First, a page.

Most of Hockney’s works are little fragments of his daily life frozen on the screen as if they could just as effortlessly have been snapped with the device’s built-in camera and forgotten in an album full of looking-down-at-your-shoes photos. But that doesn’t mean they aren’t beautiful or that they don’t require some semblance of an artistic eye—vibrant flowers in vases and picturesque scenes of books and berries are portrayed in bright, colourful still-lifes rendered with the various blurry brush strokes from the Brushes app available on any iPhone, iPad or other iThing.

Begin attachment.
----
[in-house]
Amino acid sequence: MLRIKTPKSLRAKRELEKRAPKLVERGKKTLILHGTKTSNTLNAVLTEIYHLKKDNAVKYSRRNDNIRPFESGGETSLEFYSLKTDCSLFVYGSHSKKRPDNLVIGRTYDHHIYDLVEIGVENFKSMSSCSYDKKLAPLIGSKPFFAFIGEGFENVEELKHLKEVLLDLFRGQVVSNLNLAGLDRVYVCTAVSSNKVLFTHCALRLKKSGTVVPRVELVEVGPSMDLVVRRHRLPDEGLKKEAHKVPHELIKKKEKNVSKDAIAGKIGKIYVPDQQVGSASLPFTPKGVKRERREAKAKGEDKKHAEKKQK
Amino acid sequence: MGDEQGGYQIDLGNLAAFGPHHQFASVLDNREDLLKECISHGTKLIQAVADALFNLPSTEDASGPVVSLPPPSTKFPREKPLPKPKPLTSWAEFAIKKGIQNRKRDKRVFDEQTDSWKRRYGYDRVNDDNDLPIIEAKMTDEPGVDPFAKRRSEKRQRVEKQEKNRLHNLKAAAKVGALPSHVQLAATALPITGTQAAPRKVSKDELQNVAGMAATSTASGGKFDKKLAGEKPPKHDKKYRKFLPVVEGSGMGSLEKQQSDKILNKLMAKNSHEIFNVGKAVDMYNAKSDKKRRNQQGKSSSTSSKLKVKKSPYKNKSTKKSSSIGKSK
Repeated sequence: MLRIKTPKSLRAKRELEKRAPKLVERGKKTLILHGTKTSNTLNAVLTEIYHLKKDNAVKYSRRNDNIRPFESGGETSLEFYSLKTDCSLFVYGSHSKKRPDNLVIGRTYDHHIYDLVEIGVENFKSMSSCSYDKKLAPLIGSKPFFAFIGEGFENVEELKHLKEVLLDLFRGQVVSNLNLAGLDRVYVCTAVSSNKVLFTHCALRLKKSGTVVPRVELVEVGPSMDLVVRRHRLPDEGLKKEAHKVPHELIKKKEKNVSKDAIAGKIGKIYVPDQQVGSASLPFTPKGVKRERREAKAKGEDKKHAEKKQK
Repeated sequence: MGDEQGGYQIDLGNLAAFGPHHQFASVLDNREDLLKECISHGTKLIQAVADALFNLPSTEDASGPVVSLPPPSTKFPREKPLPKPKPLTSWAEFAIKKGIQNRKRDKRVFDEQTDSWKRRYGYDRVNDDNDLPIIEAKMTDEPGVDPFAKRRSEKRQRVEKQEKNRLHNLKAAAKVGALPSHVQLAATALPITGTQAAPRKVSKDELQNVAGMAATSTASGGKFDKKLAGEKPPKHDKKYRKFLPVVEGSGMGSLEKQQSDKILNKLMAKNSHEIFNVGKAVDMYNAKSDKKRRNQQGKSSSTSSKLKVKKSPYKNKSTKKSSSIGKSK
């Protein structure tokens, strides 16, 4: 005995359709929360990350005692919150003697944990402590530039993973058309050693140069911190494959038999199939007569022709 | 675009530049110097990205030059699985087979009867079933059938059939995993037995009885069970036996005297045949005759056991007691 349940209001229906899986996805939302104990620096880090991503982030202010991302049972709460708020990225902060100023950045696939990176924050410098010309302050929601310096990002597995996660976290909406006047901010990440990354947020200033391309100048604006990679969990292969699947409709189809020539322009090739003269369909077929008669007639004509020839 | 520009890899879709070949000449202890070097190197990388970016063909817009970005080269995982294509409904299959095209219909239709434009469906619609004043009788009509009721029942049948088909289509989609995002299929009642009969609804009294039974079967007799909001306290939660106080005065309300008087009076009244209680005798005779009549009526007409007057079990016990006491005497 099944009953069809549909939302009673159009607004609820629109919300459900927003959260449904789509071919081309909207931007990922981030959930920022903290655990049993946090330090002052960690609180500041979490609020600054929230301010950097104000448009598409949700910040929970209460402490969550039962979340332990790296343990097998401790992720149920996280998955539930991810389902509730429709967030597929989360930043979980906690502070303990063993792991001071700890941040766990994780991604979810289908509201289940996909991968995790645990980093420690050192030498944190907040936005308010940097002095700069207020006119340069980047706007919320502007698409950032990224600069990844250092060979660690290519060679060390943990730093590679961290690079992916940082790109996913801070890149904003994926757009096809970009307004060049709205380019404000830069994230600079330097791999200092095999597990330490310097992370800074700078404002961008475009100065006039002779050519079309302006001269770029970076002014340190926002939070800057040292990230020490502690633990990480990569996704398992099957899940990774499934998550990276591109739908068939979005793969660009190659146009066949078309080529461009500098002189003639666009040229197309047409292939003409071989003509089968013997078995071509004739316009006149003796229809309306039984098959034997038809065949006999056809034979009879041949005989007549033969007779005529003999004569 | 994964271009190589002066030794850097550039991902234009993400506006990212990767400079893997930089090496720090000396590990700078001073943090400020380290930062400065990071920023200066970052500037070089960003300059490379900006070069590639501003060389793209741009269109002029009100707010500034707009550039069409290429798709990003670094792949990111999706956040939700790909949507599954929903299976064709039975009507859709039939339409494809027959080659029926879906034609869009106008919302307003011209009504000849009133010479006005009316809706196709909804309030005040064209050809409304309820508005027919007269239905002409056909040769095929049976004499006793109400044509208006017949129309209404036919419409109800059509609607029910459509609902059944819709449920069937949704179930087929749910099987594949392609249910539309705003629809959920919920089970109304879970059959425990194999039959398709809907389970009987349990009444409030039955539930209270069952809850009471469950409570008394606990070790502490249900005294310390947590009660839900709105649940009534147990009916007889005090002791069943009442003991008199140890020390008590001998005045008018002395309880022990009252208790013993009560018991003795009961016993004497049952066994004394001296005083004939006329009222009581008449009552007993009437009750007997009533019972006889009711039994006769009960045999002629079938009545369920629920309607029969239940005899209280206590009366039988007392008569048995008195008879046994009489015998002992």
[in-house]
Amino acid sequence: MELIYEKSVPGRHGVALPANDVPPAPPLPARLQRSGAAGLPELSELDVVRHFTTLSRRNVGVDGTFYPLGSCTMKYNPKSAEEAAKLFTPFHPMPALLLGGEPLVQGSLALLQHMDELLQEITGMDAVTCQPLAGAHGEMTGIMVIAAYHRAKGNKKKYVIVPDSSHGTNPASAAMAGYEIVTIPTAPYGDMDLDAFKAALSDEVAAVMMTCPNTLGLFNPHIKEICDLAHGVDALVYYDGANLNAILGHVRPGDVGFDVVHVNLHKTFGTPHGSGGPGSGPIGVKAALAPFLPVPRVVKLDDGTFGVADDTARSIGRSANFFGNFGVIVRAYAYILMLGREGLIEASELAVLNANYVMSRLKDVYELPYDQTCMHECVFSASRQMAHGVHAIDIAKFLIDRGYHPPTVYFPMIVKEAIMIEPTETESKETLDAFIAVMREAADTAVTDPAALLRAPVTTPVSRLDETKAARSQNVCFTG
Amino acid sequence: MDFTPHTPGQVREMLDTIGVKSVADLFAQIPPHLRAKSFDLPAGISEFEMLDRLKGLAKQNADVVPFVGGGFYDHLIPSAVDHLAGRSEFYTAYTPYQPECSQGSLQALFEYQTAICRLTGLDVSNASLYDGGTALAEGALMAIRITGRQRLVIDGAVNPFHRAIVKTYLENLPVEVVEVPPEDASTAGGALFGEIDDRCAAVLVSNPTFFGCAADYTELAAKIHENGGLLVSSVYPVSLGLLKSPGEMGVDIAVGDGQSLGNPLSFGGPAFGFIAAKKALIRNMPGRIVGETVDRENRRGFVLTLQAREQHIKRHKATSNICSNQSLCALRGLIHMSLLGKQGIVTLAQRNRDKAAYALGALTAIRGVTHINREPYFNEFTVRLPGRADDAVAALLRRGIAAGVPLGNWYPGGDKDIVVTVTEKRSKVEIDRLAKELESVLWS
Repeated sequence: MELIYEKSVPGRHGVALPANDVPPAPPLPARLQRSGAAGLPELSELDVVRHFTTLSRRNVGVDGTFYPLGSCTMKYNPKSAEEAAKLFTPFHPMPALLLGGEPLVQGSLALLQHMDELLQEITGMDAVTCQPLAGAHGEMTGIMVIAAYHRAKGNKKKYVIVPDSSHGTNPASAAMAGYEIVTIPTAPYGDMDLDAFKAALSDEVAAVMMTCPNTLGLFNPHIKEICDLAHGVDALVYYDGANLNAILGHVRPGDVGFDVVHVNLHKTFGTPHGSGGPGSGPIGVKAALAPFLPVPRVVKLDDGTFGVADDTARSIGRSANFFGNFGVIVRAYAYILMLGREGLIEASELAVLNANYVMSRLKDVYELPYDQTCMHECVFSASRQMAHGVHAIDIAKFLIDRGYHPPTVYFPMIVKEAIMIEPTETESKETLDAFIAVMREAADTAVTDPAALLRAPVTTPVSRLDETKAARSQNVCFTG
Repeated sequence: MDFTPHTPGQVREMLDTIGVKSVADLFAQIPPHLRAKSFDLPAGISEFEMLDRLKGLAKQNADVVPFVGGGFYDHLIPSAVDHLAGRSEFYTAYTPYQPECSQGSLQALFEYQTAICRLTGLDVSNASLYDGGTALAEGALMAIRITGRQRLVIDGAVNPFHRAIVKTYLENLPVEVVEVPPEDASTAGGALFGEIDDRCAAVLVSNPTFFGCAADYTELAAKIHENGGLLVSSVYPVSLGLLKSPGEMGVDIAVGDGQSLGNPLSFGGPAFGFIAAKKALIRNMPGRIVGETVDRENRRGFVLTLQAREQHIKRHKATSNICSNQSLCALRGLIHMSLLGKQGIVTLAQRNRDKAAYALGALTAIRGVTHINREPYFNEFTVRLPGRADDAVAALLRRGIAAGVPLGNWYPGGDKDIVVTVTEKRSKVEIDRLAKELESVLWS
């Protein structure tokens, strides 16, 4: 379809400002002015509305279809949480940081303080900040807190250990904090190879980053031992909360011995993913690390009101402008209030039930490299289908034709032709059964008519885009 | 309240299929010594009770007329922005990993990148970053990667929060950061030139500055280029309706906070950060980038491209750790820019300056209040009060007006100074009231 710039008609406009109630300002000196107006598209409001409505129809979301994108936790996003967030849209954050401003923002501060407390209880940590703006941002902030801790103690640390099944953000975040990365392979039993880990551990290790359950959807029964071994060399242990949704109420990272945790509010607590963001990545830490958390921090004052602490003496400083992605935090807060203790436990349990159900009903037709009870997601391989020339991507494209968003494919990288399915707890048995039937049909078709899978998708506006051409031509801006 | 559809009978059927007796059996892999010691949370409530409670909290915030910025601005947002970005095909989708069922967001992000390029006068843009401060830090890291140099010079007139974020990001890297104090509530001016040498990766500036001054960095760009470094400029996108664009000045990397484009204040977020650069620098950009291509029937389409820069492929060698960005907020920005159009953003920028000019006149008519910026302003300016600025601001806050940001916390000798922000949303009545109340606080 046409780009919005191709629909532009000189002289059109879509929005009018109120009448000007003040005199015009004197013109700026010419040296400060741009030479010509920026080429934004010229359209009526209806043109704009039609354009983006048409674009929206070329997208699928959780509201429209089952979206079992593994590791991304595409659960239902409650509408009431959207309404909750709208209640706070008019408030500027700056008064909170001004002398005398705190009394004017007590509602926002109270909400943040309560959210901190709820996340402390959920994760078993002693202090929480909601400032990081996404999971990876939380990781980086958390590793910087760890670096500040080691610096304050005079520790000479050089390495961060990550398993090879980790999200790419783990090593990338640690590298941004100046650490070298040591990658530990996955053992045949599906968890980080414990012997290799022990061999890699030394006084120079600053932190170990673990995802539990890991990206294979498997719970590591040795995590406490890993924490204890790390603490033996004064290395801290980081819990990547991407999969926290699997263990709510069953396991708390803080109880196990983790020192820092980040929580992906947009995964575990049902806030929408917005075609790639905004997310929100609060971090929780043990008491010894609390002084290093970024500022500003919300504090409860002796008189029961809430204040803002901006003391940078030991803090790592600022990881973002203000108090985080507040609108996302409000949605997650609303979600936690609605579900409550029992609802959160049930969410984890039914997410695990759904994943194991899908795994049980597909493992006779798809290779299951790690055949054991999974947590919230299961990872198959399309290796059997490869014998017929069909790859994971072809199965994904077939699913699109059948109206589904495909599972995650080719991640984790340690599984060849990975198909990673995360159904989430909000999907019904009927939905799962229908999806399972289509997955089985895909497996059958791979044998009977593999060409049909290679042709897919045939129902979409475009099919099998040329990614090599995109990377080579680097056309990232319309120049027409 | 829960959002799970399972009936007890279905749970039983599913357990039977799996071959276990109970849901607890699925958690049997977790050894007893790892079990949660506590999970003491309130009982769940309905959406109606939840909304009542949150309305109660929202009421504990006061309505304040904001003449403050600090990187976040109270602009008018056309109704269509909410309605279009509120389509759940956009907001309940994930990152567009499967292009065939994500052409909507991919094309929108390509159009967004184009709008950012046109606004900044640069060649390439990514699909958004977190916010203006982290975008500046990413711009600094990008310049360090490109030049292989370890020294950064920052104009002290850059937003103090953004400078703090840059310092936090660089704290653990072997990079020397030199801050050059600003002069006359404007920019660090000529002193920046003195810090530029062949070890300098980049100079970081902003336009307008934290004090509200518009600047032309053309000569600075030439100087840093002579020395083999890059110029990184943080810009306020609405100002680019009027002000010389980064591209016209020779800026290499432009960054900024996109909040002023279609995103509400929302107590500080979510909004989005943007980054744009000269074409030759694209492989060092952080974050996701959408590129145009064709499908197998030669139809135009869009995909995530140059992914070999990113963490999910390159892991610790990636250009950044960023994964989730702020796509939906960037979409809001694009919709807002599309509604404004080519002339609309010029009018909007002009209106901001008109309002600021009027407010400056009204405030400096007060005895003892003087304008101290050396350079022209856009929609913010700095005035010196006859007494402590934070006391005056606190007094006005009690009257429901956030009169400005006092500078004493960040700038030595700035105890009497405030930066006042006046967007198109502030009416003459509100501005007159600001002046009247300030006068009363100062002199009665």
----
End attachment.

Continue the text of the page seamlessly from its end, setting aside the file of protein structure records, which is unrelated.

Hockney says the quickness of drawing with your fingertips (or a stylus) on Brushes allows your thoughts and feelings to stream more quickly onto the canvas (read: backlit glass screen) than working with, say, a pen or paintbrush on a sketchbook page. The instant nature of digital art actually makes it easier to convey the artist’s ideas. Sometimes Hockney even gets so absorbed that he absent-mindedly wipes off his fingertips to remove the non-existent paint. What’s more, all the artist’s fingertips can be used to draw five lines at once, which would be pretty tough to do with a paintbrush (this technique isn’t usually fruitful). The iPads, though made for touching, will still be hung as art, so this ROM showing will not be easy for grabby technophiles to digest.